Wilson Homer "Bull" Elkins (July 9, 1909 – March 17, 1994) was an American educator and university administrator. He served as the president of the University of Maryland from 1954 to 1970, and then was president of the 5 campus University of Maryland System from 1970-1978. Elkins received an A.B. and an M.A. from the University of Texas in 1933, where he was also a star college footballquarterback. He was a Rhodes Scholar at Oxford University, where he completed a Ph.D. Elkins served as the president of San Angelo Junior College from 1938 to 1948. He left San Angelo to become president of Texas Western College in El Paso until beginning his tenure at the University of Maryland in 1954. At the University of Maryland, Elkins emphasized rigorous academic standards. In 1957, he created the "Academic Probation Plan," threatening 1,550 students—18 percent of the undergraduate enrollment—with expulsion because their grade point averages were lower than a C. University administration sent 14% of students home, but by 1964, 82% of freshmen came from the top half of their high school classes, and Phi Beta Kappa—which had turned down Maryland twice before—had established a chapter on campus.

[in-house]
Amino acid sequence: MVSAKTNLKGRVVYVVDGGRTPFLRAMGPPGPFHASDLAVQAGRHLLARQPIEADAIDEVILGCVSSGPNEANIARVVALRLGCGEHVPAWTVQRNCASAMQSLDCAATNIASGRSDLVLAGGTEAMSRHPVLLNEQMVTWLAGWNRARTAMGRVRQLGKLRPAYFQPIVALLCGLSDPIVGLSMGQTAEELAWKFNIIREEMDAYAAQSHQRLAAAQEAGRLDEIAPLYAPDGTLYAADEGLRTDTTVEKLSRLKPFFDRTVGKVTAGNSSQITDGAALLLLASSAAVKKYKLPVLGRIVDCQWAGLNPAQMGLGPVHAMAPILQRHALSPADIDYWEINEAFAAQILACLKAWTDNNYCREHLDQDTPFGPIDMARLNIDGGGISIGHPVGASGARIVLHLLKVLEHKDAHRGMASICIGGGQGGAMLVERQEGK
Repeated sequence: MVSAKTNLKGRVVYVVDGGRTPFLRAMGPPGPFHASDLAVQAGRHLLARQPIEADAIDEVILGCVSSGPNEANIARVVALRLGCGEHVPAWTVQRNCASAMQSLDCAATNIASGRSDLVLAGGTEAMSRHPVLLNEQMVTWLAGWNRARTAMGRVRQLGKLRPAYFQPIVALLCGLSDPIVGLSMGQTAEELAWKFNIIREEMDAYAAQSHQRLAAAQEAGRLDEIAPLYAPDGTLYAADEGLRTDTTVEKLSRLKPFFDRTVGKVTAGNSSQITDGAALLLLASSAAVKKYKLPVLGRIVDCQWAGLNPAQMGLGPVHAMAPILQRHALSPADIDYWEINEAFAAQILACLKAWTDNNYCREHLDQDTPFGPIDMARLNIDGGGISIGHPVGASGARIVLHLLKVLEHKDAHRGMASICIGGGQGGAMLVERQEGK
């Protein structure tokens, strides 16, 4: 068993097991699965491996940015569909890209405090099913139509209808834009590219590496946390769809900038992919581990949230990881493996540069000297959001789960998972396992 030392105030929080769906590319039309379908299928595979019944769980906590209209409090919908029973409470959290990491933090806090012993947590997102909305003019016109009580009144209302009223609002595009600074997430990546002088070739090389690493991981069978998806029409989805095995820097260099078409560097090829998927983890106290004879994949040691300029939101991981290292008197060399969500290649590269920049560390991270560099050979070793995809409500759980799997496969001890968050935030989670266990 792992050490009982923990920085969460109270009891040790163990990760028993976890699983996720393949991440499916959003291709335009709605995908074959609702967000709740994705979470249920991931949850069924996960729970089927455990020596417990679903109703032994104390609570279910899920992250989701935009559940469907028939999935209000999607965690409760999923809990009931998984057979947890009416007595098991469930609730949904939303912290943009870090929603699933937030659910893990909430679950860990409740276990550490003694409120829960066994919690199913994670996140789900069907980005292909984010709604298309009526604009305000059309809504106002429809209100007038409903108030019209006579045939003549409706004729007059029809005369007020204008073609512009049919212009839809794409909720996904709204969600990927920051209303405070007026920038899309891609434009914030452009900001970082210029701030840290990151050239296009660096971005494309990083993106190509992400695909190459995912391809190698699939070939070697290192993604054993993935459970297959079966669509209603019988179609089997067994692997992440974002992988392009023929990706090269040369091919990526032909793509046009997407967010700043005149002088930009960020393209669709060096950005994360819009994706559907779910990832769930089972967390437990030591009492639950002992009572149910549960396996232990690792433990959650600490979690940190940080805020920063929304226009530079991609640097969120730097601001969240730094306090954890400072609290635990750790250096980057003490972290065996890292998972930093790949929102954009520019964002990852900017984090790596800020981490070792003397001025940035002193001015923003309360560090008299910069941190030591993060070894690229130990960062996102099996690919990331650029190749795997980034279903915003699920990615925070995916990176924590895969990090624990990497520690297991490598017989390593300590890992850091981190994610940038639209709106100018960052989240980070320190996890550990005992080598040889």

Elkins supported the establishment of a faculty government and managed a major expansion and improvement of the physical plant, including the construction of the McKeldin Library and the Computer Science Center. Elkins resigned in 1978 at the state's mandatory retirement age of 70. The Elkins Building, constructed in 1979, is located in Adelphi, Maryland and houses the offices of the University of Maryland Central Administration.